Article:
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Posts published in “Day: May 14, 2014”

Defining a party

malloy CHUCK

In Idaho

Could this election define the heart and soul of Idaho’s Republican Party? Congressman Raul Labrador makes a case for those high stakes, which led to his endorsement of Sen. Russ Fulcher for governor and a host of tea party candidates.

“We need a new vision for Idaho,” Labrador said. “We need strong leaders that understand that business as usual is what should not be happening in Idaho. We should look for fresh ideas and for new ways to make Idaho what I believe should be the gem of the whole United States, rather than be at the bottom of all the different things.”

Labrador calls for leaders to “show a vision of what Idaho will be five years from now, 10 years from now and 20 years from now.”

Cecil Andrus could not have said it better. Of course, the Fulcher-Labrador crowd offers far different solutions than Andrus, but there at least is agreement on what some of the problems are. Idaho is last in the nation in wages, and first in the relative numbers of workers receiving minimum wage. It’s at the bottom, or near the bottom, in just about all measures for education and as stories by the Statesman’s Dan Popkey and others have revealed, Gov. Butch Otter’s Project 60 has been more of a campaign slogan than a formula for economic recovery.

When Labrador talks about things like “heart and soul,” he can start with the visual contrast between the young turks and the old guard. Fulcher and Labrador are two politically ambitious men who are in the prime of their lives. Otter, the leader of the old guard, is an example of an aging politician who has been there, done that and never wants to leave.

Yes, Fulcher and Labrador are about as conservative as politicians get. But in Idaho, that’s not a bad thing. Idaho is a poor state, and there is not a high threshold for new programs and more taxes. Idaho will never be among the big spenders for education, whether it’s the public schools or higher education. Paying the minimum wage will continue to be challenging enough for businesses.

This new brand of conservatives want what almost all Idahoans want – quality schools, good roads, safe communities and quality state services. But people such as Fulcher and Labrador think there are smarter and more effective ways to manage state government and boost the economy. Fulcher talks about natural gas exploration in the Payette area and Labrador talks about Idaho becoming the next Silicon Valley.

Both say that for Idaho to move forward, old leaders have to go. “Butch Otter has done a lot of things to admire in office. But after 40 years in government, he has lost his way,” Labrador says.

Labrador, especially, is what Otter was in his younger days – a firebrand conservative who challenges the old ways of doing business. Fulcher is more measured in his approach, but he has a similar resolve.

The question that Republicans will answer on May 20th is whether they are ready for a new heart and soul.

On the front pages


Here’s what public affairs news made the front page of newspapers in the Northwest today, excluding local crime, features and sports stories. (Newspaper names contracted with location)

Judges throws out ID same sex marriage ban (Boise Statesman, IF Post Register, Nampa Press Tribune, TF Times News, Lewiston Tribune, Pocatello Journal, Moscow News, Sandpoint Bee)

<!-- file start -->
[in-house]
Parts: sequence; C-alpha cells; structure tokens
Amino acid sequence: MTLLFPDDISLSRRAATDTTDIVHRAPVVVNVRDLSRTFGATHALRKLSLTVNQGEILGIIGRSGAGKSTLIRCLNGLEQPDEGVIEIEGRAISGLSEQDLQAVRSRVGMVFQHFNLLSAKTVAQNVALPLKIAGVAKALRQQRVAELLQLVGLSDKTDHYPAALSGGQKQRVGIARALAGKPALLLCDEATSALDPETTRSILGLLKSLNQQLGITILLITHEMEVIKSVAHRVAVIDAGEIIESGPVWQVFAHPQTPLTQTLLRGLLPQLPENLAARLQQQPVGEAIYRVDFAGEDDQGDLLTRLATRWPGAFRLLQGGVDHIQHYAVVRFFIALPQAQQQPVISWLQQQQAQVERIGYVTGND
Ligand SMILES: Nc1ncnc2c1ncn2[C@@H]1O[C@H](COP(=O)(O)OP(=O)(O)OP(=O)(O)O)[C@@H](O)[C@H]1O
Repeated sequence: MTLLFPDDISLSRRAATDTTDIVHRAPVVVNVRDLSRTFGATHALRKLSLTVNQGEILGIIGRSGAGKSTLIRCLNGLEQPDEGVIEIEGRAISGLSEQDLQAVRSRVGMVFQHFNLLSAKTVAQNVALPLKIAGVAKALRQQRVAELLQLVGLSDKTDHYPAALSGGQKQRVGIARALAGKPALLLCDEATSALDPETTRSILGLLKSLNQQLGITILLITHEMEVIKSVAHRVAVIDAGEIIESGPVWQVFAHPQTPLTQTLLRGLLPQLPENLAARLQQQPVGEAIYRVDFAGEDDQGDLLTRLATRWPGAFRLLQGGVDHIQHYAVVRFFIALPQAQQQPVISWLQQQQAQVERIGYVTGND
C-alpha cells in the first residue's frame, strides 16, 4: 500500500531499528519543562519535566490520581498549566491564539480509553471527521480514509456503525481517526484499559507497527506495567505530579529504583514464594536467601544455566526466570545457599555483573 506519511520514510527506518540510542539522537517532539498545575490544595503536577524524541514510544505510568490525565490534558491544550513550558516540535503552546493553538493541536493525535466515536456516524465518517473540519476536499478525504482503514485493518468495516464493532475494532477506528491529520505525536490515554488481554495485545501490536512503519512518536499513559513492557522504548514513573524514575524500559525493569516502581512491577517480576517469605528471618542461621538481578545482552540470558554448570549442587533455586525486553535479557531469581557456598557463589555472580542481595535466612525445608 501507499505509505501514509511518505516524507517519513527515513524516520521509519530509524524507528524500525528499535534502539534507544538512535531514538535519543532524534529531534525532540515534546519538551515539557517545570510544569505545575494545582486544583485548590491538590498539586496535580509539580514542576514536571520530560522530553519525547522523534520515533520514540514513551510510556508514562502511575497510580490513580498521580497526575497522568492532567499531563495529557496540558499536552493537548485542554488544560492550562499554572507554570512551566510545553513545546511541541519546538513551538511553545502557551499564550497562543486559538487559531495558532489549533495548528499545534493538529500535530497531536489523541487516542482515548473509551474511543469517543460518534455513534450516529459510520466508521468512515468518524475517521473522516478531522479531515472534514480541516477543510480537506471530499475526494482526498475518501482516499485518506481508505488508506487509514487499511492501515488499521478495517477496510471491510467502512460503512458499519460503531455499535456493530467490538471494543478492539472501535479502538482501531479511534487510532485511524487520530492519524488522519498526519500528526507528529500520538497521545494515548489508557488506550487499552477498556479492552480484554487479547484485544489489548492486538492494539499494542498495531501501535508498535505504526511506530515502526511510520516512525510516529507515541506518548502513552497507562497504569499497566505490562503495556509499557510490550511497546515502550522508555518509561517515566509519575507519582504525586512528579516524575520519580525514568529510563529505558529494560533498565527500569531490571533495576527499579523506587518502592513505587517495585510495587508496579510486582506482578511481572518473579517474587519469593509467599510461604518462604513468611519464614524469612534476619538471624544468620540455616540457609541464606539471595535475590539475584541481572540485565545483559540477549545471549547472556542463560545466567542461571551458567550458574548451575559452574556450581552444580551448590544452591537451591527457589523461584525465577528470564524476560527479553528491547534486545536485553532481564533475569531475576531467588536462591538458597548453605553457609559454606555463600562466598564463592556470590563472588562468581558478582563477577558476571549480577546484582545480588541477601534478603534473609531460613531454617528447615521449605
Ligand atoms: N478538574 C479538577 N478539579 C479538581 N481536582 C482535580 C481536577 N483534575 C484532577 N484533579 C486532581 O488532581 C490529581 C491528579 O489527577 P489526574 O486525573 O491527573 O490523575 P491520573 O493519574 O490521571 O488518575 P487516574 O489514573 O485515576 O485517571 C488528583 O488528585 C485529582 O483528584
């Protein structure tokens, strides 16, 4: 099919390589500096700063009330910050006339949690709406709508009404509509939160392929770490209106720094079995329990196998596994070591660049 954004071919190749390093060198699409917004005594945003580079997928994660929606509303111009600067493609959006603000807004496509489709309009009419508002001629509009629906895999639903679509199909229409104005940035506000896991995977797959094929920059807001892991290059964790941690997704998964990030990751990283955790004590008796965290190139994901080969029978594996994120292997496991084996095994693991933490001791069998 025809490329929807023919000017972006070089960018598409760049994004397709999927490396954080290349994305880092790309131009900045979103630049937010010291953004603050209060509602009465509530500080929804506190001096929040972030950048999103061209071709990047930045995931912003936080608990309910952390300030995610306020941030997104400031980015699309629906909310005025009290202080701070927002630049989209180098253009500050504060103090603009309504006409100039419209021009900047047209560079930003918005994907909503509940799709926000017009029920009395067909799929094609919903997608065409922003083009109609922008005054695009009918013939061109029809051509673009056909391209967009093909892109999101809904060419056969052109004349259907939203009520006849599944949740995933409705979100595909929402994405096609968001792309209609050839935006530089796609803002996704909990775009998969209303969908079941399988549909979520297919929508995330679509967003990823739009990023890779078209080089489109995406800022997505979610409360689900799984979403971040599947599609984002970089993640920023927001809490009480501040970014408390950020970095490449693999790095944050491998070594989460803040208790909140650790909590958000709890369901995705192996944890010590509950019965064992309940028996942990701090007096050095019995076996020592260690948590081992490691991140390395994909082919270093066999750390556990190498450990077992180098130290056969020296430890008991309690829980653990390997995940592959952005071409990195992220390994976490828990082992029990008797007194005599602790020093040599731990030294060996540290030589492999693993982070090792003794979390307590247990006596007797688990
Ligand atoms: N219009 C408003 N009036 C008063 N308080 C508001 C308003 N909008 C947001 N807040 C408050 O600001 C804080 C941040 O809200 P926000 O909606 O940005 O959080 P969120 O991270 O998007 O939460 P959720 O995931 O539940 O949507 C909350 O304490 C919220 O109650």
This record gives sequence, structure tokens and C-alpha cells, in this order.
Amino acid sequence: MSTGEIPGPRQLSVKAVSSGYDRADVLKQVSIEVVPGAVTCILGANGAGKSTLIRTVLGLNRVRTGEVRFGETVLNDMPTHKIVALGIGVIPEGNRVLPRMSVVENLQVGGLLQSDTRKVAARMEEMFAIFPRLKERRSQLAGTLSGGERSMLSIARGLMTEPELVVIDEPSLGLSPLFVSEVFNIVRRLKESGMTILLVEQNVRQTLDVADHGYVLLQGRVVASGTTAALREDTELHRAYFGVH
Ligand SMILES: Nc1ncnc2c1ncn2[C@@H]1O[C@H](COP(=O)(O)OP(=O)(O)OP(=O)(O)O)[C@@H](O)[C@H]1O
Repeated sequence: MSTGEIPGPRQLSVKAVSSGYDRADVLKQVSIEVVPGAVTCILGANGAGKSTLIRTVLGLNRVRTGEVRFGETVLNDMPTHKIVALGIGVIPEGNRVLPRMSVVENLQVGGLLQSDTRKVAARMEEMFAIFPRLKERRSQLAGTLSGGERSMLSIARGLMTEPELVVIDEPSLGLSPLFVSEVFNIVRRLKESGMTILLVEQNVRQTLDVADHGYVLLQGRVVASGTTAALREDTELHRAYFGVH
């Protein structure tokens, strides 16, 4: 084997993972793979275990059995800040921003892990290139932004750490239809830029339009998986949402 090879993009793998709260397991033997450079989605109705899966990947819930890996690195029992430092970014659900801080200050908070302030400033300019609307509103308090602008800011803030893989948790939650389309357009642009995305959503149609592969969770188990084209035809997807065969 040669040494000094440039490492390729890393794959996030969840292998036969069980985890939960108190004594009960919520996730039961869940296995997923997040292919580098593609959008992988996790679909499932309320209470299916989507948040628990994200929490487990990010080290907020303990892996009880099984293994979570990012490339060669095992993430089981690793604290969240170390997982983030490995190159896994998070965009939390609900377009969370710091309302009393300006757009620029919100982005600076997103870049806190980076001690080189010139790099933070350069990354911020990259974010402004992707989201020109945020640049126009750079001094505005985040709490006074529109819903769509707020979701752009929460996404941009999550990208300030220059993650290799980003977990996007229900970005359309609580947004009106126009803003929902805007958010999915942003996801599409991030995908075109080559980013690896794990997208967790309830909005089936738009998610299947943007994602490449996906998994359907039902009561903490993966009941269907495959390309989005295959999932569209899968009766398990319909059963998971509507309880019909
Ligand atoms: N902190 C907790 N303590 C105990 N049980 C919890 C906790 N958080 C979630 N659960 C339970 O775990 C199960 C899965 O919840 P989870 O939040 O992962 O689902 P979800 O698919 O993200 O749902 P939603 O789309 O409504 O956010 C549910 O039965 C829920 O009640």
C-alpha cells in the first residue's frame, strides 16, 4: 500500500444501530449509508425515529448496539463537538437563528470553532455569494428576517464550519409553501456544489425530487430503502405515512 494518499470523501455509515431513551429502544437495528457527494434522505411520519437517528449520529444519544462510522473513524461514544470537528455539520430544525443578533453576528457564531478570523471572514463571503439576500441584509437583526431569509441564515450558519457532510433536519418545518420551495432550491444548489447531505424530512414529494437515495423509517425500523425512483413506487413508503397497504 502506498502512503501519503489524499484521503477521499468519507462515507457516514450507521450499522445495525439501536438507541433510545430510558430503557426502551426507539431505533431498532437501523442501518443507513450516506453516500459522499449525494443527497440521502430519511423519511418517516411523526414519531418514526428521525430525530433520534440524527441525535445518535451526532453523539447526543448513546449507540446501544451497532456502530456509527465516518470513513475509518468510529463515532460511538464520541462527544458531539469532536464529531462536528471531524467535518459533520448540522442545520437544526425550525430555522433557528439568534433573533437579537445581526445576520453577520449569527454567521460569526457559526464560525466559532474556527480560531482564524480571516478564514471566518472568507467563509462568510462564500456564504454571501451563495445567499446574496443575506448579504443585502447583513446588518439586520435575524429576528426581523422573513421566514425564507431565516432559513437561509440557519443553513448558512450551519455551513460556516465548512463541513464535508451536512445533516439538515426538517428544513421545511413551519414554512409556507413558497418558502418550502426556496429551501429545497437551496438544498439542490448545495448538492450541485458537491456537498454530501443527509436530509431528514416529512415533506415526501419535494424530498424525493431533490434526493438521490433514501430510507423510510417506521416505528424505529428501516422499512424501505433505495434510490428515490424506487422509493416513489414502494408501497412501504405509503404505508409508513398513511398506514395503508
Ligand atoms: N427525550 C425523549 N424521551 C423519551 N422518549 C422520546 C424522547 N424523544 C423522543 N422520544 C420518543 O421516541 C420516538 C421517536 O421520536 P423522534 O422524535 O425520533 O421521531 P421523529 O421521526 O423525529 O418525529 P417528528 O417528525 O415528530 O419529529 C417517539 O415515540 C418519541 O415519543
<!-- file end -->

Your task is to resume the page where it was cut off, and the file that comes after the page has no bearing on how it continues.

Profiling the governor's primary (Boise Statesman, IF Post Register, Nampa Press Tribune)
Garden City may ban bar smoking (Boise Statesman)
Profiling attorney general GOP race (IF Post Register)
Fall chinook runs doing well (IF Post Register)
Lewiston will retain Horizon flights (Lewiston Tribune)
Urban renewal finance questions (Lewiston Tribune)
Fire calls increasing at Pullman (Moscow News)
1st district primary contest profiled (Moscow News)
House 13A candidate talks past charges (Nampa Press Tribune)
Pocatello High principal retiring (Pocatello Journal)
Snake Canyon jumps may be televised (TF Times News)
Club for Growth quits funding Smith (TF Times News)

Lane Transit won't seek income tax rise (Eugene Register Guard)
Lane County strikes two Mt Pisgah events (Eugene Register Guard)
Charter school issues debated at KF (KF Herald & News)
KF Ridge View trail approved (KF Herald & News)
Jedge says Medford can block pot license (Medford Tribune, Ashland Tidings)
Elk Creek lands to become park (Medford Tribune)
Anger over contract for fire station (Medford Tribune)
Hermiston may spruce up airport (Pendleton East Oregonian)
Teachers blocked in battle against Common Core (Pendleton East Oregonian)
Fire burns from cooking hash oil (Portland Oregonian)
Healthy job growth at Oregon (Portland Oregonian)
New Salem-Keizer superintendent hired (Salem Statesman-Journal)

Labor council won't back Larsen (Everett Herald)
State not planning to halt logging (Everett Herald)
Benton City students protest staffing changes (Kennewick Herald)
Inslee bars release of convict (Kennewick Herald)
Longshore talk begin at Longview (Longview News)
Campground still shut over mudslide (Seattle Times)
Another police chief candidate reviewed (Seattle Times)
Idaho same sex marriage ban tossed (Spokane Spokesman)
Reporting planned health insurance rates (Tacoma News Tribune)
More insurance plans may come to Clark (Vancouver Columbian)
Supreme Court visits Clark (Vancouver Columbian)
Planning consider revised Yakima plaza (Yakima Herald Republic)
Lawsuit erupts over Taylor Bridge fire (Yakima Herald Republic)